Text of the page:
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John Kelly and disposable instruments


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Last week a friend passed on story to me originating with John Kelly of Clare, about how in the old days a collection would be taken up for a wake to buy a concertina for the dancing; these instruments were so cheap they were only up for a single night of playing before falling apart! I thought that sounded a bit extreme, nothing could be that flimsy.

 

Curiously enough last night I found the very same story in an old issue of Ceol Tíre, the Journal of the Folk Music Society of Ireland: Ceol Tíre 19, March 1981. Here is the relevant passage, taken from a brief article about John:

 

The half-crown instruments available in Clare, generally bought from drapers in the town, were of poor quality with paper bellows and bad keys, and were often finished after one night's hard playing. But their sound was preferred by dancers to that of the fiddle. Some dancers even preferred lilters.
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The same story exists in Australia.Here it takes the form; at the end of the dance the concertina was raffled off as its best days were done.

 

These were not the concertinas we know today, they were the German concertinas which flooded the world, cheap and cheerful. For a good history read Dan Worrall's book The Anglo Concertina...

 

Chris

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This rings true enough if you ever saw one of the concertinas they used. Frank, the archivist at Teach Ceol in Ennis (out on the Gort Road)showed me one that had survived, and I'd say it wouldn't last more than a night in a loud environment:-)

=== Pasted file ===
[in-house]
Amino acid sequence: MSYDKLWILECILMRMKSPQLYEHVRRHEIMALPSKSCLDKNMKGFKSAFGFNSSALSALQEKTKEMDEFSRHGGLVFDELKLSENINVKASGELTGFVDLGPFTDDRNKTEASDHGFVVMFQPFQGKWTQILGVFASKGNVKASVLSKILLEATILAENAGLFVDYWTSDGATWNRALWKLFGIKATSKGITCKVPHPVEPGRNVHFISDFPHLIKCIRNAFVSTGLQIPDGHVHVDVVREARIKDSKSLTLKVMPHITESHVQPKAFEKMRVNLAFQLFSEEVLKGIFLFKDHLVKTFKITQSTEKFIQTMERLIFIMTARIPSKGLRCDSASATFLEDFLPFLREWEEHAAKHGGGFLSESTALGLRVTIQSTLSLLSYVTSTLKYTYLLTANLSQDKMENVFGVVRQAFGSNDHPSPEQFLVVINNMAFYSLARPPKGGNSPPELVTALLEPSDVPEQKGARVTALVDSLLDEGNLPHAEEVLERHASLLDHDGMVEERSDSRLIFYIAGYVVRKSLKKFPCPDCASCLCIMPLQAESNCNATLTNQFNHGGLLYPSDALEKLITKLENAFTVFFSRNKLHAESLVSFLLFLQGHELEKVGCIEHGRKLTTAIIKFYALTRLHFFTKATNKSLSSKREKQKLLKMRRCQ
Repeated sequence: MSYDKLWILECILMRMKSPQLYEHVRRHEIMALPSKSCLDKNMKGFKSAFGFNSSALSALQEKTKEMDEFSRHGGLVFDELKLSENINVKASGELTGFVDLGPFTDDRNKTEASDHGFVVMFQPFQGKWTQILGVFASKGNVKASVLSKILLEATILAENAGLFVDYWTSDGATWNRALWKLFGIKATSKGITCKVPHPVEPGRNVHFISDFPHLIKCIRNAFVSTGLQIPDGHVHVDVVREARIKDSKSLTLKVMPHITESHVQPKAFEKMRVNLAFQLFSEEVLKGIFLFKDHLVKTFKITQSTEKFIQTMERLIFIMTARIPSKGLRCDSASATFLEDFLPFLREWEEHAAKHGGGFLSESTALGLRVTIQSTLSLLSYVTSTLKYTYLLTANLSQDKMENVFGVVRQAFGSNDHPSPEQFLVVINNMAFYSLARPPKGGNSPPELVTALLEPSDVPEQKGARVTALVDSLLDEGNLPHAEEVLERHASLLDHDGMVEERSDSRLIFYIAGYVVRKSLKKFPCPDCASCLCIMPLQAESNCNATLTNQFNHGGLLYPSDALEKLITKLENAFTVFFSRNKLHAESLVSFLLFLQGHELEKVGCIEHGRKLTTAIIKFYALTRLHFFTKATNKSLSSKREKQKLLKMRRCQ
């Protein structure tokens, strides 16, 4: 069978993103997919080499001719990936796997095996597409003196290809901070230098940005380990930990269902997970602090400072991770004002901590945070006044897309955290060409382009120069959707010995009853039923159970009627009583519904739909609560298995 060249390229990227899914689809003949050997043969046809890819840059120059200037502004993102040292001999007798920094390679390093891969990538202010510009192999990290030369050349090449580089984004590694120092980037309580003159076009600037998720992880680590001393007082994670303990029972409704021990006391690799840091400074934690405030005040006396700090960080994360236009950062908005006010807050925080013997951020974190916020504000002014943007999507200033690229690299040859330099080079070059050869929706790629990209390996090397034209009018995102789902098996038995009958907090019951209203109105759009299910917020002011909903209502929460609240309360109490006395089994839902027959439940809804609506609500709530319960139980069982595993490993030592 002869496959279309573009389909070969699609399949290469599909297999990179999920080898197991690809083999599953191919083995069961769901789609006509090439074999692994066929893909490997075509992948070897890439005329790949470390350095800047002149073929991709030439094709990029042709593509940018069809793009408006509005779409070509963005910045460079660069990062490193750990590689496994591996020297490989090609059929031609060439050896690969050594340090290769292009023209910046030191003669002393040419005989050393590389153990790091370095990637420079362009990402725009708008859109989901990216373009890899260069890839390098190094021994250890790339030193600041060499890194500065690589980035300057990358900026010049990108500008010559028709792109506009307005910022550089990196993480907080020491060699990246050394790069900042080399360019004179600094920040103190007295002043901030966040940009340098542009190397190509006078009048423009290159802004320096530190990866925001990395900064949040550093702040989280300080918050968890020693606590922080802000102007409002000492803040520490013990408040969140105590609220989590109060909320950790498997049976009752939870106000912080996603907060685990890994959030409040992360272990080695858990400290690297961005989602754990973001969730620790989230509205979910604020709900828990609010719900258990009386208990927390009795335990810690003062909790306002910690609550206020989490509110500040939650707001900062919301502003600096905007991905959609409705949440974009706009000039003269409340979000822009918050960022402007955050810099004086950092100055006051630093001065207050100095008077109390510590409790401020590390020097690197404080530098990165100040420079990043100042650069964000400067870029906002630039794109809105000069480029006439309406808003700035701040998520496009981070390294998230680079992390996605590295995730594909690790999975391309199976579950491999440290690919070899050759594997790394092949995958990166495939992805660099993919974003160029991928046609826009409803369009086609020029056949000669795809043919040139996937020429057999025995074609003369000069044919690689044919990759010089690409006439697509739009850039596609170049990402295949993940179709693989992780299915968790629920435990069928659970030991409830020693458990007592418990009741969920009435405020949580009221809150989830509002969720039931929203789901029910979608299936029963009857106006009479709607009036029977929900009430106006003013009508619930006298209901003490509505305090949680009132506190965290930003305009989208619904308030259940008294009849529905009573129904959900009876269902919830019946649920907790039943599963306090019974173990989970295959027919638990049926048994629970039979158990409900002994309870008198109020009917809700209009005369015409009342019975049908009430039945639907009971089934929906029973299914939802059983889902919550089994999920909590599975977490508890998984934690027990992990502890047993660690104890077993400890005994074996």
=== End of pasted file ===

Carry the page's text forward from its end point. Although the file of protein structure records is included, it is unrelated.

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Paul Groff told a group of us a similar story and showed us one of the "disposable" concertinas he had in his collection. I think it was like you guys described, an old 20 button German concertina. If I'm remembering right, he said they'd pool resources, buy one and basically play to death in one night.

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There were many different grades of German concertina; some were just fine. The problem was ususally the paper and cardboard bellows on the very cheap ones. Sean Minnie showed me a cheap 70s East German concertina the other day....they were among the worst...where he (or was it Greg J) had replaced the paper corners with leather or plastic. Amazing how it transformed a cheapie into an interesting instrument; very tight and not a bad player.

 

You would get what you pay for. John Kelly told a story of how nice was the German concertina of his childhood instructor, a woman from the next town.

 

I have a 'new' German-style concertina made in South Africa, with reasonable cardboard bellows with leather corners, and it is both tight and long-lasting.

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